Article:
After winning six Olympic track and field medals (three gold), Sports Illustrated dubbed Joyner-Kersee to be the Greatest Female Athlete of the 20th Century. With a career average of 9.6 points per game, Kersee also was a four-year starter on the UCLA women’s basketball; she was also rated the top 15 best players in school history. Two-time heptathlon NCAA champion Kersee was honoured in 2001 as the top female collegiate athlete of the previous 25 years. . Kersee cited her brother Al’s gold medal in the triple jump as inspiration for the following four years. She was hampered by a hamstring injury during the games and took silver.

Kersee showcased one of her most remarkable performances at the Seoul 1988 Olympic Games. She set a world record for three decades by winning the gold in the heptathlon, apart from winning the gold in the long jump. At the Barcelona 1992 Olympic Games, Joyner-Kersee repeated as the heptathlon gold medalist by winning her first two bronze medals in the long jump. All of her achievements are truly spectacular, particularly considering Kersee was suffering from asthma, a breathing problem; the feared the condition would prevent her from ever becoming an athlete was so much that she chose to hide the information from her coaches..

Joyner-Kersee has continued to remain active in the community after retiring from track and field. She founded the Jackie Joyner-Kersee Foundation, collaborated with the Christian Activity Center, Comcast, and Intel to give low-income families laptops, internet service, and computer clubs. Kersee continues to be involved in a number of other projects, Athletes for Hope organization.

Final Words

When it comes to athletics, you can either allow external factors to affect your performance, or you can fight against them and seek to achieve greatness. No matter where you are on this spectrum, these famous African Americans athletes will provide inspiration and motivation for you because they didn’t allow external factors to stop them from achieving greatness. Regardless of whether you’re a natural athlete or you have to work extremely hard to achieve results, these people will show you that external factors don’t have to stop you from reaching your goals.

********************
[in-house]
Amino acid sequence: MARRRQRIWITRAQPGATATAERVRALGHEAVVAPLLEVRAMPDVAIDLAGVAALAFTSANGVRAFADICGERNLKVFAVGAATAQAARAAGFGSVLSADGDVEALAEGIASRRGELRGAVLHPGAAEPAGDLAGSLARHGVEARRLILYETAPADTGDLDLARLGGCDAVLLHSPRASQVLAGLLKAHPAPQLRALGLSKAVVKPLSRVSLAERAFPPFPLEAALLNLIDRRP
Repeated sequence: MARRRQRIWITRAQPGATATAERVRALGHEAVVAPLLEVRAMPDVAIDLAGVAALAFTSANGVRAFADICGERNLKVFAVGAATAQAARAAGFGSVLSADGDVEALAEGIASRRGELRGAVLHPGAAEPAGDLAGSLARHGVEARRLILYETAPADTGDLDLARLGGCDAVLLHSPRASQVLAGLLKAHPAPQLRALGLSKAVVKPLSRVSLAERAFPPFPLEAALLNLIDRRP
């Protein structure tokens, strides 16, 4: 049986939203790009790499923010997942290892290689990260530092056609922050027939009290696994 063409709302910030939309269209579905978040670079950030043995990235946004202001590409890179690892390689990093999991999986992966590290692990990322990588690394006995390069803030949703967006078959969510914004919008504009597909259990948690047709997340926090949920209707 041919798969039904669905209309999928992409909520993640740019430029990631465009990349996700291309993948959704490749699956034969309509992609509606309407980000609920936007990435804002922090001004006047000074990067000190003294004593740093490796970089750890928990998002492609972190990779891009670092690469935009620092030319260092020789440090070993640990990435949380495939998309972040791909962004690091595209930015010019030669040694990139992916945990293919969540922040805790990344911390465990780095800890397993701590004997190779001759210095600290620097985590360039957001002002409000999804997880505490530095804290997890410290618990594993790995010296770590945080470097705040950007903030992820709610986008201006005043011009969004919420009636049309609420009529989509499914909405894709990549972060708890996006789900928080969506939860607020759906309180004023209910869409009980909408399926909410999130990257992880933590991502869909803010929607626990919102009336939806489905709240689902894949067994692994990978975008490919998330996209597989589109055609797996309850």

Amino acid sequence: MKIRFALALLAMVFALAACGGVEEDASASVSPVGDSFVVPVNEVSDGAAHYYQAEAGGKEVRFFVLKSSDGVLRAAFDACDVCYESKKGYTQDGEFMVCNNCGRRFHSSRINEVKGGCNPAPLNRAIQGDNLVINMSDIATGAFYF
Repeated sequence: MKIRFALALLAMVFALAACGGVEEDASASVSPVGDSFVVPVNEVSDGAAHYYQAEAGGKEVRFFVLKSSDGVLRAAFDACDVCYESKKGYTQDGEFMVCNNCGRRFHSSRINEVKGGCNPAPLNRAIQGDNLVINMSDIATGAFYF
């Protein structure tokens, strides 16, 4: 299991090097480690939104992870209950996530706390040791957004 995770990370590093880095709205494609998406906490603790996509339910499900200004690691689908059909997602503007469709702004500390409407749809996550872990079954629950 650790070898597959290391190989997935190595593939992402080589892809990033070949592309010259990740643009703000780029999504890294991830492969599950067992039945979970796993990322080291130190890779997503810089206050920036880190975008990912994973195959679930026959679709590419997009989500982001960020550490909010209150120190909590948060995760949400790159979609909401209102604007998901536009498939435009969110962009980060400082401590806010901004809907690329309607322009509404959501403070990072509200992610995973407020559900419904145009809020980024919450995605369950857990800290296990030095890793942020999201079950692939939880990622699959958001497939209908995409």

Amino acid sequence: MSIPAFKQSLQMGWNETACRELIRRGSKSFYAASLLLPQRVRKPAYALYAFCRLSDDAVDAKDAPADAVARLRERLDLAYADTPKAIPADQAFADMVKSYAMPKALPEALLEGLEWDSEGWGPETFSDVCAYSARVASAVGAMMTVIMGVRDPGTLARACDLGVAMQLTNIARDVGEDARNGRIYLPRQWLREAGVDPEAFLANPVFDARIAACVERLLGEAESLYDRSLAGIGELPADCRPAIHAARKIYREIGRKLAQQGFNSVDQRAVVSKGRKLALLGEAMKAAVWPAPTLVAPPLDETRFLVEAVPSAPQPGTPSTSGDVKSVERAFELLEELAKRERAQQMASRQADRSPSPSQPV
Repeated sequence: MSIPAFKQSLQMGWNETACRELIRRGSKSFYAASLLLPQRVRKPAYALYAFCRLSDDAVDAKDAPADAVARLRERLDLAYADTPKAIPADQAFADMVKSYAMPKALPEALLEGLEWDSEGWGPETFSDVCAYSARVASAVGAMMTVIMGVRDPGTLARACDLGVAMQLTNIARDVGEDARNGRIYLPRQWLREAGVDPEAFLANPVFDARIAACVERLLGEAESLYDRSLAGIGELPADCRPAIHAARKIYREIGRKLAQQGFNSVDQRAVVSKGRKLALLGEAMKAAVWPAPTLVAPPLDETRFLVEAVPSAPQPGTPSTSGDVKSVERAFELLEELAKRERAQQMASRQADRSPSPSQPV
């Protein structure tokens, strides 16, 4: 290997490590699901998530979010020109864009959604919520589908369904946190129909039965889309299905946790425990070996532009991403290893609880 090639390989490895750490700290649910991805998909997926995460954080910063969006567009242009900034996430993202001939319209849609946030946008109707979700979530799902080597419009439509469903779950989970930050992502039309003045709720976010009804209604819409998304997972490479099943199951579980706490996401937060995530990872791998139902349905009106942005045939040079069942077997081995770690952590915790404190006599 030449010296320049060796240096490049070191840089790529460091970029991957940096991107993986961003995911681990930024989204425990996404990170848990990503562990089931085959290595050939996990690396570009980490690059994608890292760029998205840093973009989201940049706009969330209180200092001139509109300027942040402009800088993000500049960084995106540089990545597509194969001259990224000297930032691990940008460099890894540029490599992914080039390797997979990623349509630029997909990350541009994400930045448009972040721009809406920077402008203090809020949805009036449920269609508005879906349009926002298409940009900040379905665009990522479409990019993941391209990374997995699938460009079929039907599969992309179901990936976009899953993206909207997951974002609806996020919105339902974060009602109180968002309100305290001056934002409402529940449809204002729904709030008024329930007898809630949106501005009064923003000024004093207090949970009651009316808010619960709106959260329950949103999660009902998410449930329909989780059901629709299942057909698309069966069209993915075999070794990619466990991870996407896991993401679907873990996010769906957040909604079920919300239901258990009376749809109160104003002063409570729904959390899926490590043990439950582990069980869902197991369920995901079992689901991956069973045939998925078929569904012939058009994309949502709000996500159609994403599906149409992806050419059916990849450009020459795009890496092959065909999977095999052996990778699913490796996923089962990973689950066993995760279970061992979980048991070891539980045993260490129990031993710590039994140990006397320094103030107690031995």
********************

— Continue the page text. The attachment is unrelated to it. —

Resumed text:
The above is a list of famous African Americans who have shown us that external factors may stop you from achieving greatness, but they don’t have to. The fact that they have achieved these feats while being a member of an ethnic minority is a testament to their strength and perseverance.

Greatness can be achieved in any area of life, and it takes a lot of hard work and preparation to achieve greatness. It’s important to remember that you don’t have to be a natural athlete or have a lot of natural ability to be great. It can happen to anyone who puts in the work and does what’s necessary to achieve greatness. These people didn’t let external factors stop them from achieving greatness.

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Tom has always loved to write since he was little - he wanted to be either a writer or a veterinary doctor, but he ended up being a professional writer. He was born in San Francisco but later moved to Texas to continue his job as a writer. He graduated from the University of San Francisco where he studied biotechnology. He is happily married and a soon to be father!